A New Year’s Resolution Worth Keeping
BY MARTY BELLFor many years I made New Year’s resolutions that had excellent intentions, but these resolutions usually set me up for failure, as I think most resolutions do. Oh, I kept my resolutions for some time. Sometimes I actually carried them throughout the year, but they seemed more of a limitation of life rather than an expansion of it. But why do we so often fail in our New Year’s resolutions, or if we succeed in keeping them, why do they seem so burdensome? I think it’s because we add unrealistic demands to our already too hectic schedules and we end up producing more anxiety in our attempts to end our anxiety.
The Zen tradition of Buddhism teaches that true freedom is being without anxiety about imperfection. That’s one of the more difficult aspects of life for many of us, including me. In subtle and not-so-subtle ways, we are taught from our earliest memories to try harder, to push the limits, and to do our best. There are times when those messages are appropriate. But for many of us, we took the messages too seriously, which made us too serious as people.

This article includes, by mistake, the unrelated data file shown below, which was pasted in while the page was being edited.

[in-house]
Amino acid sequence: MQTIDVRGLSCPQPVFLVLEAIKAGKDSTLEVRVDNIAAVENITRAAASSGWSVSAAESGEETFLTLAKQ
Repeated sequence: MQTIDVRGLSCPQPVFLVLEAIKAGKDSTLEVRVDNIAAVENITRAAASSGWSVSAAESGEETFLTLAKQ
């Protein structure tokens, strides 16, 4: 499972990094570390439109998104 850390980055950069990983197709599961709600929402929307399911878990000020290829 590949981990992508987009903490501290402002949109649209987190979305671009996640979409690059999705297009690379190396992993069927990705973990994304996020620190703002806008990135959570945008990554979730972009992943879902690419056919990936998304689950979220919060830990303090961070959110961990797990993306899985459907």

Relaxing into life, learning to let go, for most of us, that’s the best thing we could do for ourselves and for others in this New Year. When we come to realize the paradox that imperfection is perfection and that life is fundamentally the way life should be, we begin to make changes in a more organic and less frenzied way that leads to greater changes for the good in the long run.
I resolve this year to not resolve to do things that create more anxiety about my imperfections. With the grace of God, I realize that I am enough, and being enough I make real changes that bless me and others.
Marty Bell, Ph.D., is a professor, preacher and singer/songwriter. He teaches at Belmont University and ministers to three Methodist churches in rural Williamson County: Green’s Chapel, Garrison and Greenbrier. He can be reached at firstname.lastname@example.org.